New York City considers banning chocolate milk in public schools: report

( Photo By Craig F. Walker/The Denver Post via Getty Images )

Looks like the New York City school system has some beef with chocolate milk.

The city's Department of Education (DOE) is reportedly considering a ban on chocolate milk in public schools, suggesting it could serve only white milk to try and eliminate some sugar from students’ diets.

"The thinking is that these kids are already getting too much sugar, why are they getting it in their milk?’’ a DOE source told the New York Post on Sunday, adding that authorities “are discussing what to do and how to do it."

The U.S. Department of Agriculture (USDA) codified a rule in 2017 that allowed schools to permanently offer flavored non-fat milk as part of the National School Lunch and School Breakfast programs. New York City public schools are required to serve two milk options. They currently serve three: lowfat milk, non-fat milk and non-fat chocolate milk. New York City schools removed whole milk from public schools in 2006.

“Our priority is the health and well-being of our students, and every day, we offer a variety of healthy, delicious and free meal options that exceed USDA standards,” the DOE said in a statement. “We look forward to discussing our menu with these members of Congress.”

Some parents aren't thrilled about the proposal, saying it would eliminate the only source of calcium from their children's' diets.

"They prefer the chocolate milk obviously, so if that's the way you're going to get the calcium into the kids, I say go for it,” mother Lori Horsely told WCBS New York.

Parent Christy Milas wrote on Twitter, "This is ridiculous. It’s not the school’s job to parent my kid. And yea I know there are a lot of crappy parents. But it’s one freakin milk. Let the kids be kids."

“Not to be a health nazi, but it’s not the worst idea,” parent Luke Ditommasa told the Post.

Another parent pointed out online, "It’s all sugar. Sugar isn’t healthy. It’s not the worst thing in the world."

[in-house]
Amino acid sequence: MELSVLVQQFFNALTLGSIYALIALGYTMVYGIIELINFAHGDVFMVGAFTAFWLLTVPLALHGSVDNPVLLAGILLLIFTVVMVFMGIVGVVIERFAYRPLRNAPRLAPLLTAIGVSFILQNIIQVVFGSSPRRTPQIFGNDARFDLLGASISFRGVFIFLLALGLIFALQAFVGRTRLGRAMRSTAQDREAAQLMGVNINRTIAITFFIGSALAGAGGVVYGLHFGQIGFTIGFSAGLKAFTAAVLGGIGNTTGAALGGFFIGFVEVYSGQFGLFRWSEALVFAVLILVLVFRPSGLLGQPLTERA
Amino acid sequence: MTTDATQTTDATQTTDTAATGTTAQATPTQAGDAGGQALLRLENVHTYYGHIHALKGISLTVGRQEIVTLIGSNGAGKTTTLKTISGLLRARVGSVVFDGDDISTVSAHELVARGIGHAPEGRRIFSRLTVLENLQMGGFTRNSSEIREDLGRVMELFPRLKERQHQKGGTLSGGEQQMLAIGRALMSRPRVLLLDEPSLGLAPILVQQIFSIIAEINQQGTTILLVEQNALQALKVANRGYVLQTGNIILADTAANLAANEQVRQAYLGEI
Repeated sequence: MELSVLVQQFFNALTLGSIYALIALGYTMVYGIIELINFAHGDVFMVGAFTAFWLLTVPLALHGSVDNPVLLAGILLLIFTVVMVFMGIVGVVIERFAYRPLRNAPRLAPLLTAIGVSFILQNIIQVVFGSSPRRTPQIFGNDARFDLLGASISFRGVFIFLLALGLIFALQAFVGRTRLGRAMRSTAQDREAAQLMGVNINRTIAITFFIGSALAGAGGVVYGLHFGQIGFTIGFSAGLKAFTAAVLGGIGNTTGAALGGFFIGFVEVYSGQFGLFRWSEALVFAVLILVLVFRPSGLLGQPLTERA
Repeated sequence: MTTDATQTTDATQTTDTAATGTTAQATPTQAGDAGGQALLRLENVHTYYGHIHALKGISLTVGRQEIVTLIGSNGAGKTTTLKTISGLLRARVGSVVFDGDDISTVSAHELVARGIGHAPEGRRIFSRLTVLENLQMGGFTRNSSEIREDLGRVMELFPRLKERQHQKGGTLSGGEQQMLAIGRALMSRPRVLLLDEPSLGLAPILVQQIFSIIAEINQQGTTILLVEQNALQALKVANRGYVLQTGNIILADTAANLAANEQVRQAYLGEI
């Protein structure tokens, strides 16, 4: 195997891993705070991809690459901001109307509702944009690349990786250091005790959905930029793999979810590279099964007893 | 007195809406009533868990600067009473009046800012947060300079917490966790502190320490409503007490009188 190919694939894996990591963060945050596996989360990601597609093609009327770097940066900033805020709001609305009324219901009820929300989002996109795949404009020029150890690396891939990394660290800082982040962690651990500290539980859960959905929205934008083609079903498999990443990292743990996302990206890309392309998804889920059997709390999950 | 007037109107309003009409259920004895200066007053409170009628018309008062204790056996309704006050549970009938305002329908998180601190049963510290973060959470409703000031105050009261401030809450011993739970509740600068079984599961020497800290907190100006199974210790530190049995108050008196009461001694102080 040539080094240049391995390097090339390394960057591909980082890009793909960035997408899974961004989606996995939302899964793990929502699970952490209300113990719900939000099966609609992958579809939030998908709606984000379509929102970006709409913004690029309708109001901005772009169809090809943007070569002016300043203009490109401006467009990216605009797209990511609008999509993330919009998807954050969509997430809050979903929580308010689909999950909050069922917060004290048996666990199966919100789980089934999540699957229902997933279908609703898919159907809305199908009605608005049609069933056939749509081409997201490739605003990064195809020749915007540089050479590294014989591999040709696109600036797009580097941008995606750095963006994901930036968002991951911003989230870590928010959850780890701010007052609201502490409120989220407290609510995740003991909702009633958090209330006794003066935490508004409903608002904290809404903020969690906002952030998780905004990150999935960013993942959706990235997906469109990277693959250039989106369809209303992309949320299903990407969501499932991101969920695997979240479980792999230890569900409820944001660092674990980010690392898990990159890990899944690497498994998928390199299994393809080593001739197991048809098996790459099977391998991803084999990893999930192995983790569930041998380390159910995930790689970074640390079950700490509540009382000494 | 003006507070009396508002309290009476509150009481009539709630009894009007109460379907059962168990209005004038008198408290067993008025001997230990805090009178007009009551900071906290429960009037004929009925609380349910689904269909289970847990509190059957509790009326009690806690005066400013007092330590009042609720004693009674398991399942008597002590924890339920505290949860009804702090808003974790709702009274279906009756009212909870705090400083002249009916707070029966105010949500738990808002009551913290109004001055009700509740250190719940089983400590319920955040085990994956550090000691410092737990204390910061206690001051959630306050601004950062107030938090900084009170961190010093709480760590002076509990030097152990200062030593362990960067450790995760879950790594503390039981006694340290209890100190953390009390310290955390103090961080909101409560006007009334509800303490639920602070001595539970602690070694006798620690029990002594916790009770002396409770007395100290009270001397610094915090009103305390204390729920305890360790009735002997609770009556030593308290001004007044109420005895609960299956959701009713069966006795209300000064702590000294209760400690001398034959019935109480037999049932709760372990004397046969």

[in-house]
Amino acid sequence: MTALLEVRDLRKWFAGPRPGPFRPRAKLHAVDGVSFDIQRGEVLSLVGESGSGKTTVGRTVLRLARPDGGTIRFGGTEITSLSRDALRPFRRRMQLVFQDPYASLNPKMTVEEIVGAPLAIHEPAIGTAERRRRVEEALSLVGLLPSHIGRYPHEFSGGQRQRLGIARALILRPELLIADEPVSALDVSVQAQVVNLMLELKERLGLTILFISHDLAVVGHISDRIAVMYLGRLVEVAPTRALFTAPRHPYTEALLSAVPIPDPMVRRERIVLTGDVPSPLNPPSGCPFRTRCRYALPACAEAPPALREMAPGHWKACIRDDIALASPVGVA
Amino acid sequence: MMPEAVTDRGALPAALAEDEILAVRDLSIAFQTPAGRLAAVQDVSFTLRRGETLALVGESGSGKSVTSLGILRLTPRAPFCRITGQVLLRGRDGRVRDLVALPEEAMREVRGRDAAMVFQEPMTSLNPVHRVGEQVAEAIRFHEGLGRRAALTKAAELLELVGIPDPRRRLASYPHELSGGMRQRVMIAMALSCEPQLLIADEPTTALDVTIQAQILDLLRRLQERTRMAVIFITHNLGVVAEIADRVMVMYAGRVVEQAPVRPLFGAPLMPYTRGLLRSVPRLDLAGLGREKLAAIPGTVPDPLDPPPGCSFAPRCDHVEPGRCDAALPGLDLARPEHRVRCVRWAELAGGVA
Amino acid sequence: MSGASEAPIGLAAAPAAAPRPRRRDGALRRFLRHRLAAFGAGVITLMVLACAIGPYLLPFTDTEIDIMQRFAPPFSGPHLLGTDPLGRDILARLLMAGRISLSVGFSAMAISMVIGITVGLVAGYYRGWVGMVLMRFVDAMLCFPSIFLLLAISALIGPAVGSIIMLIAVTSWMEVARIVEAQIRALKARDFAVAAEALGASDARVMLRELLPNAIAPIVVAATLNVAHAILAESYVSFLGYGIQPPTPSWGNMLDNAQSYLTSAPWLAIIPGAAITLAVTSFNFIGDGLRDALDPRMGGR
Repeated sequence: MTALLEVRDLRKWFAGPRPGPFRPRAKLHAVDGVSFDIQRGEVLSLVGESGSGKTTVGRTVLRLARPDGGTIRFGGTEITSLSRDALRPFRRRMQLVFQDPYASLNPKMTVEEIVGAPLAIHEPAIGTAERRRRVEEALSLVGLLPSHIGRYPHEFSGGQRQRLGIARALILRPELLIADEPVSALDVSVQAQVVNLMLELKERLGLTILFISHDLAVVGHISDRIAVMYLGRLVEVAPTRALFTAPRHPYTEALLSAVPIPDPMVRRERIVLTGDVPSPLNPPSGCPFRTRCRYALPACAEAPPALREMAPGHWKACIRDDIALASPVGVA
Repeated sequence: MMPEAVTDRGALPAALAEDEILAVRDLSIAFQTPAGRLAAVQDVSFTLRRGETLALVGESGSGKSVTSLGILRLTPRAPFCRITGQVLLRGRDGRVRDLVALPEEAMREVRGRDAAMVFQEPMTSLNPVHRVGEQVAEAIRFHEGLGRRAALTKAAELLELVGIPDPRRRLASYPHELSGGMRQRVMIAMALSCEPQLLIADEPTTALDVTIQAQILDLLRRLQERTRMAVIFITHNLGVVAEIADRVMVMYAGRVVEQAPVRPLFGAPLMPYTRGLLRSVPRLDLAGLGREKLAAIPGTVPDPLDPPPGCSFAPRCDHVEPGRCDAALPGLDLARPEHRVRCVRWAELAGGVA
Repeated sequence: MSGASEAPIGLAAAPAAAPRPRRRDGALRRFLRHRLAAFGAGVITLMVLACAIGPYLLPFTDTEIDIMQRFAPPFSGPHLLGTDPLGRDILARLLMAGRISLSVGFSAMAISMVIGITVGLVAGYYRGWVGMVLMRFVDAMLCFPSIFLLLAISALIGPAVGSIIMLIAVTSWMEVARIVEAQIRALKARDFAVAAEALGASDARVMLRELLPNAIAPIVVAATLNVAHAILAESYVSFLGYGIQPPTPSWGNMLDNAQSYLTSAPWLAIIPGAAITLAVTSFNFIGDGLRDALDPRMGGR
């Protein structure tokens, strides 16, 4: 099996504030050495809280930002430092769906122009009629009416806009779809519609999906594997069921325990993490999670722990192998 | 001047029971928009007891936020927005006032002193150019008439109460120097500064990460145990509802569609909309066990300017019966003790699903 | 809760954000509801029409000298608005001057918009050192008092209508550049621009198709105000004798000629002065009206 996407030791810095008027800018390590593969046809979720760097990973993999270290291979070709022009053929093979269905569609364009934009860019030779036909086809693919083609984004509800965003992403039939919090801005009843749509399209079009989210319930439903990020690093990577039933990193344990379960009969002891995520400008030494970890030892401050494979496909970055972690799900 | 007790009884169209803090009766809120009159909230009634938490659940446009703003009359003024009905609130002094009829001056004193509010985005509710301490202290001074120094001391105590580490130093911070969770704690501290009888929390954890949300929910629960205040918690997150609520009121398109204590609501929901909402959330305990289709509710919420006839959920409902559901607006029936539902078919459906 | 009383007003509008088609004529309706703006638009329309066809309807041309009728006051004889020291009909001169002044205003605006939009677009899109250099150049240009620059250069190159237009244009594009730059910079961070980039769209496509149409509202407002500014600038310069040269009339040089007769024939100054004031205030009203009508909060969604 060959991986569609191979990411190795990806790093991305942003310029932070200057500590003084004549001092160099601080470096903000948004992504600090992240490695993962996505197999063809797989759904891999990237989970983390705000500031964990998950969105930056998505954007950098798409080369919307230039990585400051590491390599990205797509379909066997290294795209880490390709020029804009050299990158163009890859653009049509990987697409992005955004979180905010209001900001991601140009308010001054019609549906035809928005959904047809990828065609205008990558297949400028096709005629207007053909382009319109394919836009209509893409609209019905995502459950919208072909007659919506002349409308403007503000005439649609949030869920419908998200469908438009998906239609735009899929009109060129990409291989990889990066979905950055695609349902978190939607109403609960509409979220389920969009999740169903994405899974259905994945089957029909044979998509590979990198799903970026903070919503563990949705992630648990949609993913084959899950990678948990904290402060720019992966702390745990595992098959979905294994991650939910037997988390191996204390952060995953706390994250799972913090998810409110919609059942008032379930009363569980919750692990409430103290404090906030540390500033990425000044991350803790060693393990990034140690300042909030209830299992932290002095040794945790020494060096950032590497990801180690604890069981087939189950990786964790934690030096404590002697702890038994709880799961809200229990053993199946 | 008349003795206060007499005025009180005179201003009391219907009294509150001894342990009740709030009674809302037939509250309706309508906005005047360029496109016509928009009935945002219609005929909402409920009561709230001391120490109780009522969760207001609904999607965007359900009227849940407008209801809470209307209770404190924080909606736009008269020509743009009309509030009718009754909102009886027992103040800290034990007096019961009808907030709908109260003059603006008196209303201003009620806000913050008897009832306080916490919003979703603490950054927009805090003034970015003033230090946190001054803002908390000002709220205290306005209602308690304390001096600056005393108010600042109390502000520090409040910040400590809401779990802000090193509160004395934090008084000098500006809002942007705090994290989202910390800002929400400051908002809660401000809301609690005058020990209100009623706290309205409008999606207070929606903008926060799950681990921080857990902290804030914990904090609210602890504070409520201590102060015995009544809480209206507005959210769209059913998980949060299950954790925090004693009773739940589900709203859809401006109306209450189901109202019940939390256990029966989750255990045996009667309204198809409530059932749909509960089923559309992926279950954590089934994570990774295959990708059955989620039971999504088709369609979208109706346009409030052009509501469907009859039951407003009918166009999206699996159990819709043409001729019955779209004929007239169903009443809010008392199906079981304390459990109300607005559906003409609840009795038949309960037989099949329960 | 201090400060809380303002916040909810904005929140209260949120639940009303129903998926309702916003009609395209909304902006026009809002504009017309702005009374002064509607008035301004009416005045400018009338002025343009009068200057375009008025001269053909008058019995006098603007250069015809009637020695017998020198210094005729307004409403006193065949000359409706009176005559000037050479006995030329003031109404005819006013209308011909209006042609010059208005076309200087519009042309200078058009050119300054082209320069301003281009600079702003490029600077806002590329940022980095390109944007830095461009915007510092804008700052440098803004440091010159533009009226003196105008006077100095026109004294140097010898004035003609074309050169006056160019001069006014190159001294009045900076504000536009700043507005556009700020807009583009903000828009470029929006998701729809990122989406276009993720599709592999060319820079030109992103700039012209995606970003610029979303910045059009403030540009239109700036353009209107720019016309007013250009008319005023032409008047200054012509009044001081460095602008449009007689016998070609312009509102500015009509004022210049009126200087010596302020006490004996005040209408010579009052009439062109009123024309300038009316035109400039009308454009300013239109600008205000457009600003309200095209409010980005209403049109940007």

However, a New York state farmers’ organization had a cow when it heard about the district’s potential proposal.

The head of the New York Farm Bureau wrote a letter to DOE Chancellor Richard Carranza to express how the move would hurt the more than 4,000 dairy farms in the state.

"New York Farm Bureau appreciates that they have the best interest of students’ health at heart, but removing flavored milk is the unhealthy choice and will do a disservice to the thousands of students who depend on their school to provide a healthy, balanced diet," read the letter from Farm Bureau President David Fisher, according to the Democrat & Chronicle.

"While we understand the intent is to serve healthy meals to children, this ban will have the opposite effect on children who receive meals at school and the nutrients they receive, as well as substantial economic impact on New York dairy farmers that are already experiencing hardship," Fisher added.

A group of local members of Congress also sent a letter supporting flavored milk to New York City Mayor Bill de Blasio.

“Banning flavored milk hurts our kids and our hardworking farmers," said Rep. Anthony Brindisi, whose district covers a large swathe of central New York. “The data shows that banning flavored milk results in less nutrients for kids, more waste in our lunchrooms, and fewer jobs for our dairy workers.”

The city Health Department says there are 20 grams of sugar – including 8 grams of added sugar – in an 8-ounce serving of chocolate skim milk, while 8 ounces of regular skim milk contains 12 grams of sugar, the Post reported.

San Francisco and Washington, D.C., are the only two school districts in the U.S. to ban flavored milk in public schools.

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